I) Whether the Defendants were right in posting the incorrect and untrue posts and videos on their platforms?

II) Whether granting the interim injunction to the Plaintiff will violate the fundamental right of Freedom of Speech and Expression of the Defendants?

High Court’s views and decision

The Court opined that in the Suits of defamation against media platforms or Journalists, an additional consideration of balance between the Fundamental Right to Freedom of Speech with the Right to Reputation and Privacy, must be borne in mind. The constitutional mandate of protecting journalistic expression cannot be understated and the Courts must tread cautiously while granting interim injunctions.

The High Court relied on Bloomberg Television Production Services India (P) Ltd. v. Zed Entertainment Enterprises Ltd., 2024 SCC Online SC 426, in which the Hon’ble Supreme Court stated that the grant of a pre-trial injunction against the publication of an article may have severe ramifications on the Author’s right to Freedom of Speech and the public’s Right to Know. An injunction, especially ex parte, should not be granted unless it is established that the content sought to be stopped is malevolent or palpably false. The Court also cited Kartar Singh v. State of Punjab, 1956 SCC OnLine SC 36, which stated that “those who fill public positions must not be too thin-skinned in respect of references made upon them”

The Hon’ble Court was of the view that, a person’s individual dignity and honor could not be defamed or brought into shame or stigma on the basis of one’s right to free speech and expression. There is a narrow line between defamation and public criticism, and the Courts faced a difficult challenge in maintaining this delicate balance between competing claims and rights.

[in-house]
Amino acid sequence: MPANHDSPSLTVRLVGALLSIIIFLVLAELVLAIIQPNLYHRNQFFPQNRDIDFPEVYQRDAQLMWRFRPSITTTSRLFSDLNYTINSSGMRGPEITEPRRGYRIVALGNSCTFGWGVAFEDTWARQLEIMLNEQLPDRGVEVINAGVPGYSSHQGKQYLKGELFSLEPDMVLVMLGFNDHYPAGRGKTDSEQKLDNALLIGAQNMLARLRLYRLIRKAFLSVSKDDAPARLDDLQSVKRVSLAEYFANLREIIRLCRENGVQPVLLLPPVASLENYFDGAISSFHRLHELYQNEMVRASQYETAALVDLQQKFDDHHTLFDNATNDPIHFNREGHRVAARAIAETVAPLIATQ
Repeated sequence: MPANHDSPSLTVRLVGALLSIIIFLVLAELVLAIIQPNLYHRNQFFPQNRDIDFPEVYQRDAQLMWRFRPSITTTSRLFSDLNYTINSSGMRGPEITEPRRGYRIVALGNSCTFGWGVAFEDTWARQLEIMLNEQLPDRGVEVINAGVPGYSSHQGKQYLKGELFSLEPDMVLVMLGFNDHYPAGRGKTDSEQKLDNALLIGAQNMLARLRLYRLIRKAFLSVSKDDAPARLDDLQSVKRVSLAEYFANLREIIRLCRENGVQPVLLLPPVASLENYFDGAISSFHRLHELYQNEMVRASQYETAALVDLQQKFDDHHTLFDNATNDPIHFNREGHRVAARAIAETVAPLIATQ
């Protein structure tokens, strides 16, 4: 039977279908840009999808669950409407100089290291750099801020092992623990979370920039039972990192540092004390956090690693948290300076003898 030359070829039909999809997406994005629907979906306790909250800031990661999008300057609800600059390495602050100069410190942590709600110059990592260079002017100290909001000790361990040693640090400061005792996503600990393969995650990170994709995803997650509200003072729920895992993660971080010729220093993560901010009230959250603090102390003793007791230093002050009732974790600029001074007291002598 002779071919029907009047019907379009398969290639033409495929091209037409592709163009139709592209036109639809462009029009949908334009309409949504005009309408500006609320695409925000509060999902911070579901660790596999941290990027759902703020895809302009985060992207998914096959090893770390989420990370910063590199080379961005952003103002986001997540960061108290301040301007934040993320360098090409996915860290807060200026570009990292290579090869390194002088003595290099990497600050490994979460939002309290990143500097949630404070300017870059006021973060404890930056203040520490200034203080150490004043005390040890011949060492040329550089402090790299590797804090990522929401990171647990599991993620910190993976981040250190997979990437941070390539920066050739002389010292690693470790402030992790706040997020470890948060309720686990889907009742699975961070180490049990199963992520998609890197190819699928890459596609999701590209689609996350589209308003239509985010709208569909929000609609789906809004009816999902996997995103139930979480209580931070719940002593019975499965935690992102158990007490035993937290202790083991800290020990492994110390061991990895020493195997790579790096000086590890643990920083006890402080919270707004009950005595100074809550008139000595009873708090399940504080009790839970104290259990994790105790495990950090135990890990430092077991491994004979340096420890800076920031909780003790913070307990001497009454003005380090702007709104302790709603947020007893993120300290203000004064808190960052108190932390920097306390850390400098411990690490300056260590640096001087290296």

The High Court also held that while the press and media had a responsibility to inform the public about the tragedy, they also owed it to themselves to tell the truth about it. The deepfake films that purportedly showed the Plaintiff and his allegations being physically assaulted were nothing more than an exaggerated and inaccurate portrayal of facts. Therefore, the initial distribution or playing of deepfake films had not only damaged the Plaintiff’s reputation but also carried the ongoing risk of being aired and used against the Plaintiff at any point in the future. Such being the imminent threat of misuse of the videos in future, which were prima facie depicting Plaintiff in a light which might not be the true facts, was liable to be restrained from being kept in the public domain till the suit was finally decided.

Therefore, the High Court dismissed the application and ordered Defendants 6 to 13 to remove the X Posts/Tweets that had not yet been removed within seven days in accordance with the Intermediary Guidelines. Additionally, it was mandated that Defendant 14 turn the movies that were in the public domain private and that they not be returned there without the High Court’s orders.


The High Court in the above matter took consideration of an important factor related to an individual’s public image and the right of freedom of speech and expression of press and media. The High Court focused on the balance that has to be maintained between the two and also placed reliance on the duties of the media to furnish and propagate true facts and news on social media platforms.